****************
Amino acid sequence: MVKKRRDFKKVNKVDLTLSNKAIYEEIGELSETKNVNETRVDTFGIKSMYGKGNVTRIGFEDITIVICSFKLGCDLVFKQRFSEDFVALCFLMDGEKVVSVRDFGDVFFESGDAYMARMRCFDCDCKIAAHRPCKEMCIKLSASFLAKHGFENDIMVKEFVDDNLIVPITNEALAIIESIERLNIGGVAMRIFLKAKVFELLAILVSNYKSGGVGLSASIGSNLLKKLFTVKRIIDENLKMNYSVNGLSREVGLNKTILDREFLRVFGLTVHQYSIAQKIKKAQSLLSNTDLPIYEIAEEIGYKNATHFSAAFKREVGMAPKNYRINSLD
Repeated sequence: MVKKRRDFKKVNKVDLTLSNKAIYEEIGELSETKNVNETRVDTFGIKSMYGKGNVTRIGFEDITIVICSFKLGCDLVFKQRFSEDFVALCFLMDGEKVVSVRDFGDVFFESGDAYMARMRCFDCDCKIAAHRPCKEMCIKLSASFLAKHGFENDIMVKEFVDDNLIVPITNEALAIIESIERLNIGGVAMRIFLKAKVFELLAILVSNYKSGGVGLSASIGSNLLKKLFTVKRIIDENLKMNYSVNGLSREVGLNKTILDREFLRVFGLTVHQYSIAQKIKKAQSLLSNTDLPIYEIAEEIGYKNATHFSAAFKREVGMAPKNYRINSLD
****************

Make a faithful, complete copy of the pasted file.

Amino acid sequence: MVKKRRDFKKVNKVDLTLSNKAIYEEIGELSETKNVNETRVDTFGIKSMYGKGNVTRIGFEDITIVICSFKLGCDLVFKQRFSEDFVALCFLMDGEKVVSVRDFGDVFFESGDAYMARMRCFDCDCKIAAHRPCKEMCIKLSASFLAKHGFENDIMVKEFVDDNLIVPITNEALAIIESIERLNIGGVAMRIFLKAKVFELLAILVSNYKSGGVGLSASIGSNLLKKLFTVKRIIDENLKMNYSVNGLSREVGLNKTILDREFLRVFGLTVHQYSIAQKIKKAQSLLSNTDLPIYEIAEEIGYKNATHFSAAFKREVGMAPKNYRINSLD
Repeated sequence: MVKKRRDFKKVNKVDLTLSNKAIYEEIGELSETKNVNETRVDTFGIKSMYGKGNVTRIGFEDITIVICSFKLGCDLVFKQRFSEDFVALCFLMDGEKVVSVRDFGDVFFESGDAYMARMRCFDCDCKIAAHRPCKEMCIKLSASFLAKHGFENDIMVKEFVDDNLIVPITNEALAIIESIERLNIGGVAMRIFLKAKVFELLAILVSNYKSGGVGLSASIGSNLLKKLFTVKRIIDENLKMNYSVNGLSREVGLNKTILDREFLRVFGLTVHQYSIAQKIKKAQSLLSNTDLPIYEIAEEIGYKNATHFSAAFKREVGMAPKNYRINSLD